In the meantime and in-between time, peruse through this garden of images. We thought these cool kids had fashion worth stopping to take a picture for. We also decided to do something fun while waiting two hours for the show to finally start. Gotta love our people.
Tune in tomorrow to see photos from the catwalk.
AN ACCRA [dot] ALT FEATURE INTERVIEWIf you’ve ever seen Nneka perform, you’d remember. Like tell-your-grand kiddies-one-day type remember. Her presence just sticks with you.
You get the impression that she’s just being herself. Onstage and off. Dressed down, hair pulled back, comfortable in her own skin. When Nneka performs, she gets free. She strips herself bare to the bone for strangers in crowded rooms to see across the world.
This is what keeps us glued. This self-reflection society music and her unique ability to cull out the good, the bad and the DAMN-you-ugly! parts of our selves. Nneka’s sound bends soul, folk, AfroBeat, hip hop and reggae together into spaceships of human possibility. Her voice is an amplifying swirl of thunder and lightning – a blue shadow draped across the front door, the delicate cool taste of coconut water, the rake of the comb through tightly coiled hair – that strides out making you wanna run and hide. Nneka’s music makes you uncomfortable enough to confront your secret hiding places, dig out those dungeons of doom and reckon with your lingering ghosts.Continue reading
Nigerian fashion designer Buki Akib knows how to get your attention and keep it. Her latest collections – FELA and Wives – is just what it sounds like. Enter the wonderful, magical world of Akib’s head as she cuts and tweaks life in The Shrine + Kalakuta Republic into luxurious fabrics and a hypnotic chorus of color. Akib is a master storyteller, spinning webs of waterfall patterns, heavy bold lines, and cool geometric motifs with interwoven yarn into handbags and men’s clothing.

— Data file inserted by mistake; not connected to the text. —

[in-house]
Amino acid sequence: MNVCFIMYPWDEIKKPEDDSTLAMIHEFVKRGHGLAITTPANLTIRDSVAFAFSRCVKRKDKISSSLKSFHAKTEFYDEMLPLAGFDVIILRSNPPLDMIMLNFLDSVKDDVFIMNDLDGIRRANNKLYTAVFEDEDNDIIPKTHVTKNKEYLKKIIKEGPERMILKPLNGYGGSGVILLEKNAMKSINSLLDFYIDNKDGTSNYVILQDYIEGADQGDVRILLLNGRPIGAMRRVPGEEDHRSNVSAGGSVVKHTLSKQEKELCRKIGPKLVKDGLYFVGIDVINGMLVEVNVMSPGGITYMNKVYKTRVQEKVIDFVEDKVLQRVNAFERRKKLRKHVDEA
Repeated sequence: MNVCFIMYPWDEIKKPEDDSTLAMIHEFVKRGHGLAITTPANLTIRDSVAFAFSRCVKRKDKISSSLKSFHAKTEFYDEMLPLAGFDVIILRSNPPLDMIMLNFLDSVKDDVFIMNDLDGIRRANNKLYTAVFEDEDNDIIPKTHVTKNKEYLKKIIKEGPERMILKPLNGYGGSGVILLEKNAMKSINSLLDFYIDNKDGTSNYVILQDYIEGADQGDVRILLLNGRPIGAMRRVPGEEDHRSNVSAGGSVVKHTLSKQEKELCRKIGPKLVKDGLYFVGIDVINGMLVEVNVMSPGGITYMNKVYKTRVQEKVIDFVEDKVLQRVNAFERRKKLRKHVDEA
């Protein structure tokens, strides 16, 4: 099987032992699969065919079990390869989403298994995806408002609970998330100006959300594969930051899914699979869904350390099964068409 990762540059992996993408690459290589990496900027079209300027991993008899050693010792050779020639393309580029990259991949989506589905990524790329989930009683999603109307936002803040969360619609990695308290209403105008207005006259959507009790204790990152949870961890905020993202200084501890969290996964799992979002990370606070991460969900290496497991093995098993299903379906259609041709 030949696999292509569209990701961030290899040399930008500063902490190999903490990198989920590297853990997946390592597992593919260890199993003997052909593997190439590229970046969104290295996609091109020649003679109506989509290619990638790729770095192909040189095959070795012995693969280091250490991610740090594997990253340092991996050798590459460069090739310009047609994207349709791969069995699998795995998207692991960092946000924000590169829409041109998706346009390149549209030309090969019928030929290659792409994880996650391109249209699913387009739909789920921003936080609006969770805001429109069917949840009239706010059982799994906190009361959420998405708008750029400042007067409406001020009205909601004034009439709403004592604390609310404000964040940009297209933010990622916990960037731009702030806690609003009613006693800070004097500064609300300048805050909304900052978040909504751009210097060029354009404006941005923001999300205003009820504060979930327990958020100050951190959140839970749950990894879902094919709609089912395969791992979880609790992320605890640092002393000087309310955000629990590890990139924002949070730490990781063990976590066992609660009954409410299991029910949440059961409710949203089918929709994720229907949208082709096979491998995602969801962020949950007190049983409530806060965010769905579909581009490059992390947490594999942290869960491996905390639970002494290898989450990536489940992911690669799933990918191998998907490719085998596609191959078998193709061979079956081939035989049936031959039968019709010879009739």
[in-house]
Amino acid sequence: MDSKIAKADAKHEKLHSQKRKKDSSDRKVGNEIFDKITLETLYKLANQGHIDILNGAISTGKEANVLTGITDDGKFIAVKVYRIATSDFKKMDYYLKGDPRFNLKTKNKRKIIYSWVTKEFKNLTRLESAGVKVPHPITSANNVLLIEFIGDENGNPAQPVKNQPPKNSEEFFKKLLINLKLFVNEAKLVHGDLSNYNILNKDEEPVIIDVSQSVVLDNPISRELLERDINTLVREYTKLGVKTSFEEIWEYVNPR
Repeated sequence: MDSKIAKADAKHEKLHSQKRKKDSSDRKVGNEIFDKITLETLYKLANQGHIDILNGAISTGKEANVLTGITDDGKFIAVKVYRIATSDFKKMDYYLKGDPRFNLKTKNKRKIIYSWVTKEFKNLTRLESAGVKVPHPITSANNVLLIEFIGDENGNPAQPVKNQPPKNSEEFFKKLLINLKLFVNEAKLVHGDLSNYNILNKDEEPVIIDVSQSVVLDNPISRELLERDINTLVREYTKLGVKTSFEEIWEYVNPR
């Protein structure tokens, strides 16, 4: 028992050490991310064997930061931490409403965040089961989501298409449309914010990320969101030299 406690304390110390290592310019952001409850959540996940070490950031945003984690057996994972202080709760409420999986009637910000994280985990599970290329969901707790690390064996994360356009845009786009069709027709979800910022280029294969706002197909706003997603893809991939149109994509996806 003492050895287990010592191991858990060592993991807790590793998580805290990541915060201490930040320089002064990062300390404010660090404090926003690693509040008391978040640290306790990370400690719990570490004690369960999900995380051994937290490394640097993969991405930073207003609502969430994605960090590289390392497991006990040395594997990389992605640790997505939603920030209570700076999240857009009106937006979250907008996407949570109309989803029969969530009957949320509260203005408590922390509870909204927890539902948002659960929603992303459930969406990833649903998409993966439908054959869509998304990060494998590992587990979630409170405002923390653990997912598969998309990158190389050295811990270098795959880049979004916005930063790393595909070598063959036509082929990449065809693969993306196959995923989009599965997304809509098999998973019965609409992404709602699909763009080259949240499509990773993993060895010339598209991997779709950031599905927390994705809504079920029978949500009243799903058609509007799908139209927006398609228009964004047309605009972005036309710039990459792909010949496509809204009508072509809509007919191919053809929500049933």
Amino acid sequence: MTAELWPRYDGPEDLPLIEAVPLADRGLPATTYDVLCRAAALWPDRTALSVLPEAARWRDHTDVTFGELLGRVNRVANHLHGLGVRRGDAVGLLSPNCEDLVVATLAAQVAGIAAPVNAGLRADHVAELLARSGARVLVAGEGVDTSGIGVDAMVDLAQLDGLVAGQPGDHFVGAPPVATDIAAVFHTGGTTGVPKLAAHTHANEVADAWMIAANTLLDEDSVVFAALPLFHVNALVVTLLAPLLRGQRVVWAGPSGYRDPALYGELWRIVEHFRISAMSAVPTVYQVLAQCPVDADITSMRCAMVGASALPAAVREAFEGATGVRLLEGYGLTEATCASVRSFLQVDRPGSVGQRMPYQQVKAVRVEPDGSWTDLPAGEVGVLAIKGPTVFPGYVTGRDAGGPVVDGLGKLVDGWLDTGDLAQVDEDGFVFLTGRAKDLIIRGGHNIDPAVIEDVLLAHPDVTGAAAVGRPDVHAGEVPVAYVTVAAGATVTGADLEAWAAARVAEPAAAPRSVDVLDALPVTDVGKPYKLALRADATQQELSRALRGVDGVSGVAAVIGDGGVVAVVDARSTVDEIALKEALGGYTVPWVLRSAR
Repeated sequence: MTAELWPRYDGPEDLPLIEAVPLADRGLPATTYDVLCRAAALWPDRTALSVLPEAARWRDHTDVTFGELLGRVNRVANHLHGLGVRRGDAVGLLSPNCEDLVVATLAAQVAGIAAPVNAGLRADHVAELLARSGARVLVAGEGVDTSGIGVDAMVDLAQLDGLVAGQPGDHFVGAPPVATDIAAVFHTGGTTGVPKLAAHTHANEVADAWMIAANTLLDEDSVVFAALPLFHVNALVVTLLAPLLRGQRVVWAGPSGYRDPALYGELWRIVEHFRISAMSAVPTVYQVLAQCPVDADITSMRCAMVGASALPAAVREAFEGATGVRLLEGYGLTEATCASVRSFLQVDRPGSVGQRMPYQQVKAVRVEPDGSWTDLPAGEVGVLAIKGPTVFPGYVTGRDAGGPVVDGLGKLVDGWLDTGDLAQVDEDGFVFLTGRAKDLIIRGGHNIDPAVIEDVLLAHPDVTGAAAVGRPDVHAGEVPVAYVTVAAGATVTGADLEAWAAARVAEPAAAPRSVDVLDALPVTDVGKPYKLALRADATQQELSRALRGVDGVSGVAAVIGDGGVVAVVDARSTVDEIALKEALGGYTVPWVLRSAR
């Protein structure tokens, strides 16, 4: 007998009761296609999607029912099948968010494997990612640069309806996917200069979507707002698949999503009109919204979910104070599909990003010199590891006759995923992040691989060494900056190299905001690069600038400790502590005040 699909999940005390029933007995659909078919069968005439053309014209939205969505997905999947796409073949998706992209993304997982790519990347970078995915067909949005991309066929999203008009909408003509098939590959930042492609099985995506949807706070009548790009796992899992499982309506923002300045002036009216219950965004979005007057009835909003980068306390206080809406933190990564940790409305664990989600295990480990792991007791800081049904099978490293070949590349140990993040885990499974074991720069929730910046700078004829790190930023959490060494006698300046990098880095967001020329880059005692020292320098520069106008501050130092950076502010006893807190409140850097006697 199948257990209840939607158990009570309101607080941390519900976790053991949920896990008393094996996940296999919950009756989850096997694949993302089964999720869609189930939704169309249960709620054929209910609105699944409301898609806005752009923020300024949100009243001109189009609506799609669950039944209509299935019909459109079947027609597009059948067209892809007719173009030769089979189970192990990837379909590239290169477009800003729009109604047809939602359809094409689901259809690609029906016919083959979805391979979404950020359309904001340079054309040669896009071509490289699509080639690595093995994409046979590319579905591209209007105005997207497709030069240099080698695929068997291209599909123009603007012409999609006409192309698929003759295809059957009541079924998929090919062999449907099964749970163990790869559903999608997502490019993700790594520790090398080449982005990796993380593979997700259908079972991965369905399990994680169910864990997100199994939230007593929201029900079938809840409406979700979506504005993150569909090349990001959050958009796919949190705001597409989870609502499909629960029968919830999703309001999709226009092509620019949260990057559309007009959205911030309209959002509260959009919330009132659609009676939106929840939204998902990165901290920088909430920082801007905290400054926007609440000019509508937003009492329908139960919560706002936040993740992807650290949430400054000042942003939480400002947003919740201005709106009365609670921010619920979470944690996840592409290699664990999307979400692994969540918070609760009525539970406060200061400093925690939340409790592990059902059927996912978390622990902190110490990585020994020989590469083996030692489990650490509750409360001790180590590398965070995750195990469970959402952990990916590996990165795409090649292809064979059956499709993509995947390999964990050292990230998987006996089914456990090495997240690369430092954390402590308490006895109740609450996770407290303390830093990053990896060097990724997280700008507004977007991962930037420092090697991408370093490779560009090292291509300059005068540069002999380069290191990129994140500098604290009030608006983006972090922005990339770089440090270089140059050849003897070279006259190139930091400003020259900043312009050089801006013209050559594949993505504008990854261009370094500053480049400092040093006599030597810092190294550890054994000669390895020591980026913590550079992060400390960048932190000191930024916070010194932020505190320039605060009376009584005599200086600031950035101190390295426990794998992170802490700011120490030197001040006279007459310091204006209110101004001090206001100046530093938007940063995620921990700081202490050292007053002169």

Akib’s eye-catching designs caused a “reading” to go down between folks on our FB page last week testing the elasticity between artistic license and historical accuracy. The question was posed, Would Fela actually wear Akib’s collection? The argument pointed out that the sheer bulk of Akib’s work would not be ideal in a tropical climate and as Fela got older he eschewed western dress in favor of little to no clothing.
But who knows? Let the dialogue rip. Peep Buki Akib’s inspired designs below and how she describes her conceptual process for the Fela 2011 and Wives S/S 2012 collections:
INSPIRATION: “There is no other way to capture the essence of Lagos but through this collection – the classic fixtures of colonial houses engaging with the hustle of Lagos city life, to the vibrant juxtaposed markets scattered on top of each other. Growing up in the city was an introduction to fashion itself.”
27 QUEENS: “My fascination on Fela’s wives grew into an admiration of their lustrous world inside the shrine. I interpret their beauty and sexuality as a form of empowerment.”